Thursday, May 9, 2019

The Bass In Many Places (Part Two)

Photo: Shervin Lainez
Over the past 10 years, bassist (acoustic and electric) Linda May Han Oh has been one of the busiest musicians on the contemporary music scene. She has toured and recorded with Dave Douglas, Joe Lovano, Terri Lynn Carrington, Pat Metheny, Johnathan Blake, and Fabian Almazan (her husband).  Beside her continual work as a side person, she also leads several units that play (mostly) her original music (including a trio, quartet, and quintet). Ms. Oh's music covers a wide swath of stylistic territory and, to may mind, she's more interested in melody and harmony that she is on "showing off her chops".  She's a fine soloist but an even better "foundational" bassist.

"Aventurine" (a word that is defined as "a translucent mineral containing small reflective particles" - the green version is called "the Stone of Opportunity") is her second album for the Biophilia Records label. Ms. Oh has been working on some of this music for the past 13 years: it's written for quartet (saxophonist Greg Ward, pianist Matt Mitchell, percussionist Ches Smith, and the leader), string quartet (violinists Fung Chern Hwei and Sarah Caswell, violist Bennie Von Gutzeit, and cellist Jeremy Harman), plus four tracks feature a vocal quartet (Louisa Rankin, Josh Kyle, Andrew Murray, and Jonathan Skovron with director Gian Slater). 

The 14-song program contains absorbing music, pieces that not only make you think but also have great emotion.  Ward, who plays both alto and soprano saxes, is such a versatile player.  His singing alto enlivens pieces such as "Rest Your Weary Head (Part two)" and "Au Privave" (yes, the Charlie Parker tune): on the former track, he meshes a sweet sound with the flowing strings and wordless vocals while on the latter, he engages in quite an interaction with Mitchell.  Notice the pianist's  rippling call-and-response with the bass on "Cancrizan" plus his delightful lines underneath Ward's soprano sax and the exclamatory strings on "Song Yue Rao (Moon in the Pines)", a traditional Chinese folk song whose arrangement suggests Far Eastern harmonies and the work of Aaron Copland.  Smith, who can whisper on the cymbals as well and pound out hard rhythms, is a stalwart throughout. He goes from subtle to swinging to "beyond" on "Satuit" plus check how delightfully he dances along with the strings and electric bass on "Lilac Chaser" (another track with a splendid piano solo as well).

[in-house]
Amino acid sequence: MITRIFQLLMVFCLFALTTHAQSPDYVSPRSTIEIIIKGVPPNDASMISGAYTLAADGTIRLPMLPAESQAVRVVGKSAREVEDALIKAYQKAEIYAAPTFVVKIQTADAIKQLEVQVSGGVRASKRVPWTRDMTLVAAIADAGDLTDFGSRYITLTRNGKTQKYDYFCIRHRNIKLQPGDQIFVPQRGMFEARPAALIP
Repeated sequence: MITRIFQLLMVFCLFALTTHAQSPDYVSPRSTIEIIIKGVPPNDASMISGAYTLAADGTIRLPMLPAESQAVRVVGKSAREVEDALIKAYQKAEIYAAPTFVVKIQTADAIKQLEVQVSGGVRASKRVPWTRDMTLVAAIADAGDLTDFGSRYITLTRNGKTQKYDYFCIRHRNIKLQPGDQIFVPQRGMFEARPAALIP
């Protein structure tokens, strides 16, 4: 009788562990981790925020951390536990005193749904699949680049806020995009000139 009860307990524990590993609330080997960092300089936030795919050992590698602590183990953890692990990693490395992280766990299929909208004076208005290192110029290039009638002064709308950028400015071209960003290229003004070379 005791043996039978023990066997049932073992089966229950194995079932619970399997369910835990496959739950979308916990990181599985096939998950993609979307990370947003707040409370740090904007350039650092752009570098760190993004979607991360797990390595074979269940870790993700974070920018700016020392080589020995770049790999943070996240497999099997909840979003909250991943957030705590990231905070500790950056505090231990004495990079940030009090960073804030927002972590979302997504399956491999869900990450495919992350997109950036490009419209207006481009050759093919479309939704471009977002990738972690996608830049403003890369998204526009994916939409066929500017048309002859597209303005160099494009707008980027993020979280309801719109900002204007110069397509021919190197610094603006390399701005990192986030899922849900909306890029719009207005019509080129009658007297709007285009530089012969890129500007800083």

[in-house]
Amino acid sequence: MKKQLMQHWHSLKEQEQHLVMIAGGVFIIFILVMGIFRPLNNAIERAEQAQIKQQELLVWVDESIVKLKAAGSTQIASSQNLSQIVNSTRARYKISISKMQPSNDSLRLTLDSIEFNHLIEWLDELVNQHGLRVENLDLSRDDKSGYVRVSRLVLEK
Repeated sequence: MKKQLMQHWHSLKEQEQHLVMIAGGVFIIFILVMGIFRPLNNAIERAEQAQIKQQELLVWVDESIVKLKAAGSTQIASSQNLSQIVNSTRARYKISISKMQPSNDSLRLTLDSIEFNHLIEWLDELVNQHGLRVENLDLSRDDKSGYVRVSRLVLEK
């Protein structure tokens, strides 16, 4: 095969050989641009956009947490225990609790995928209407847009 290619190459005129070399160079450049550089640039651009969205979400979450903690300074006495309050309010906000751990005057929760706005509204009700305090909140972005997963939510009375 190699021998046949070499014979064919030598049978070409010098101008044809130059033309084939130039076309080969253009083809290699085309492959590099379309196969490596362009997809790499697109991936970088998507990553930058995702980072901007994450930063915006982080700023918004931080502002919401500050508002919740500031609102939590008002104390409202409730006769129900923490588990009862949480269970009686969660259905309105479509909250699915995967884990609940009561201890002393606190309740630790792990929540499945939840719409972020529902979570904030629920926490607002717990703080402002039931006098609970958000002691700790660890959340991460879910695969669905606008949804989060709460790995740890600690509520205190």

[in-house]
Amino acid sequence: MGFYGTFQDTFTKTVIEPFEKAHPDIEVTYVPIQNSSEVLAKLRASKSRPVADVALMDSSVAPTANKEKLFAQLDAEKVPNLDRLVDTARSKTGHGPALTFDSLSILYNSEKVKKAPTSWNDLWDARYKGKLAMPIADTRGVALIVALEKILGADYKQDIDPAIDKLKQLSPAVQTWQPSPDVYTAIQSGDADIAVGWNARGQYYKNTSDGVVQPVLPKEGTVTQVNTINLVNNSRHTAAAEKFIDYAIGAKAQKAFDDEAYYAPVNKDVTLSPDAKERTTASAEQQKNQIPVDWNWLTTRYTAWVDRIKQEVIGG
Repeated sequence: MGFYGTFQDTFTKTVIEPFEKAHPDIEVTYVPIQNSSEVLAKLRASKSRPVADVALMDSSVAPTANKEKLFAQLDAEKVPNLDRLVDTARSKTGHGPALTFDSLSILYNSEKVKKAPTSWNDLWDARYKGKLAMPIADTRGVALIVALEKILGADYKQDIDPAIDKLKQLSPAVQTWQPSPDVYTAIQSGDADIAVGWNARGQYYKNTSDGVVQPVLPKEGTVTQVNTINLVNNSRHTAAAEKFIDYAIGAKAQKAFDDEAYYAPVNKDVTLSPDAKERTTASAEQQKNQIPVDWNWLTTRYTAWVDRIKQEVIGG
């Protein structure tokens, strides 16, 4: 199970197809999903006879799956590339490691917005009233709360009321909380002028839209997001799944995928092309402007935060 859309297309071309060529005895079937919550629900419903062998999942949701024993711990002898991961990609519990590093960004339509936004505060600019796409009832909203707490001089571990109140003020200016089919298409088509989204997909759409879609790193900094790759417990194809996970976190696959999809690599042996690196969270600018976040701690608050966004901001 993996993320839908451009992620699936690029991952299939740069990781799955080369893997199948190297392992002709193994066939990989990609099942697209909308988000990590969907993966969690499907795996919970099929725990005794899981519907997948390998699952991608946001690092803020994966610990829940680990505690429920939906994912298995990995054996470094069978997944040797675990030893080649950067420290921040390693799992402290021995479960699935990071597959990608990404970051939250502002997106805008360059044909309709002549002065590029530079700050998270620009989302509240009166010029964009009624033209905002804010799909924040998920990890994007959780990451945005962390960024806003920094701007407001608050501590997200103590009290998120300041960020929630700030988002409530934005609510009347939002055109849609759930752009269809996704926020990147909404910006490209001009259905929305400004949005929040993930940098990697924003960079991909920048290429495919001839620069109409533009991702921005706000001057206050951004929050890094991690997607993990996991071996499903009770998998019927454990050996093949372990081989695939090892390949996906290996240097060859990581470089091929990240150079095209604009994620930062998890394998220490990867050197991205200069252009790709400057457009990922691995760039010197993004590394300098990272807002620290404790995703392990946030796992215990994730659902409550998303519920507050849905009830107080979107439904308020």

The album closes with Ms. Oh's rearrangement of Bill Evans's loves ballad "Time Remembered" - the opening three minutes+ belongs to the string quartet before the bassist moves into a solo with strings as support. Mitchell and Smith (brushes) join the players for several more minutes until the string quartet returns to take the piece out.  It's an amazing arrangement and really shines a light on the leader's ever-maturing talent.  

 Linda May Han Oh has created quite a statement with "Aventurine", making music that reverberates in one's mind long after you have heard the last notes. Wonderful musicianship all around; take a chance and dive into these pools of sounds - you won't regret it.

For more information, go to

Here's the title track:

Bassist and composer André Carvalho came to the United States in 2014 on a Fulbright Scholarship where he studied at the Manhattan School of Music.  Born and raised in Lisbon, Portugal, he'd already built quite a career as a sideman and leader in both the jazz and classical worlds, winning grants to tour Egypt and working with the likes of Brazilian singer-songwriter Gilberto Gil and the Ibero-American Orchestra, Gustavo Dudamel conductor. He released two albums as a leader in Portugal (2011 and 2013), both shoeing the influences of jazz and classical music.

His first U.S. release is "The Garden of Earthly Delights" (Outside In Music) and inspired by the painting of the same name from Hieronymus Bosch.  Painted between 1490-1500, the triptych visualizes the creation of the world, life's joys and sorrows' and the dangers of sin. Carvalho, like the Dutch painter (1450-1515 or 16), juxtaposes light and dark, harmony and atonality, composition and improvisation, complexity and simplicity, to paint his 11-part Suite. He's aided and abetted by an excellent ensemble including André Matos (guitar), Oskar Stenmark (trumpet, flugelhorn), Eitan Gofman (tenor sax, flute, and bass clarinet), Jeremy Powell (soprano sax, tenor sax, and flute), and Rodrigo Recabarren (drums, percussion).